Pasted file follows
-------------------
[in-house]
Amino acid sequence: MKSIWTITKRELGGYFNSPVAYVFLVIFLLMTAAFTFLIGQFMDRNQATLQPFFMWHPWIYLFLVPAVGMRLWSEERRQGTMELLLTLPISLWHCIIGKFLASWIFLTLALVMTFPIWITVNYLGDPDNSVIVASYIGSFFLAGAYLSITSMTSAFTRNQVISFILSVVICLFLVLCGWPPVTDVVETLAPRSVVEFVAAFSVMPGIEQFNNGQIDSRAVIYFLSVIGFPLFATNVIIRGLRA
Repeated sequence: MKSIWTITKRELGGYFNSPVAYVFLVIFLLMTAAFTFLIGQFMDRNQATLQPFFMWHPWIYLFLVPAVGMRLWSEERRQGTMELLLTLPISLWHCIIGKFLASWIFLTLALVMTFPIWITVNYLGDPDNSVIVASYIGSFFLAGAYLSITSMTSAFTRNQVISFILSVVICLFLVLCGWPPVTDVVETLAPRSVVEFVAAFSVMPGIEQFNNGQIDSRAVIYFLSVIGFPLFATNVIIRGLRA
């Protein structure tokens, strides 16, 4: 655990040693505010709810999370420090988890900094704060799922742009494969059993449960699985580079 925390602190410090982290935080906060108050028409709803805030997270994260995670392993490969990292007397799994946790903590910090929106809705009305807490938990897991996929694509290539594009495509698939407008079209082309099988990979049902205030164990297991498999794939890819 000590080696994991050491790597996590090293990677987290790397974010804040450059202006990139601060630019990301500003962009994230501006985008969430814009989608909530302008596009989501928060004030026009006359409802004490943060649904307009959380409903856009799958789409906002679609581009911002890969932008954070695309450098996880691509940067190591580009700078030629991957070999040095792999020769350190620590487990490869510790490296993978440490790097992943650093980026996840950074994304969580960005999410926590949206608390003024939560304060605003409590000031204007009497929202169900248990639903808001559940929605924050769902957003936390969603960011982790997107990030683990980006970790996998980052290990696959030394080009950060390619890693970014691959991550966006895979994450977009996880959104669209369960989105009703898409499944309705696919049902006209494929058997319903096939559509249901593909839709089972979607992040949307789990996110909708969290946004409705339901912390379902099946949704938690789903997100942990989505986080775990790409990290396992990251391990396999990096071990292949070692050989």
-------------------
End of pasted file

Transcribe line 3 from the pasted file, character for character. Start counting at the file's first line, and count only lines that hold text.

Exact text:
Repeated sequence: MKSIWTITKRELGGYFNSPVAYVFLVIFLLMTAAFTFLIGQFMDRNQATLQPFFMWHPWIYLFLVPAVGMRLWSEERRQGTMELLLTLPISLWHCIIGKFLASWIFLTLALVMTFPIWITVNYLGDPDNSVIVASYIGSFFLAGAYLSITSMTSAFTRNQVISFILSVVICLFLVLCGWPPVTDVVETLAPRSVVEFVAAFSVMPGIEQFNNGQIDSRAVIYFLSVIGFPLFATNVIIRGLRA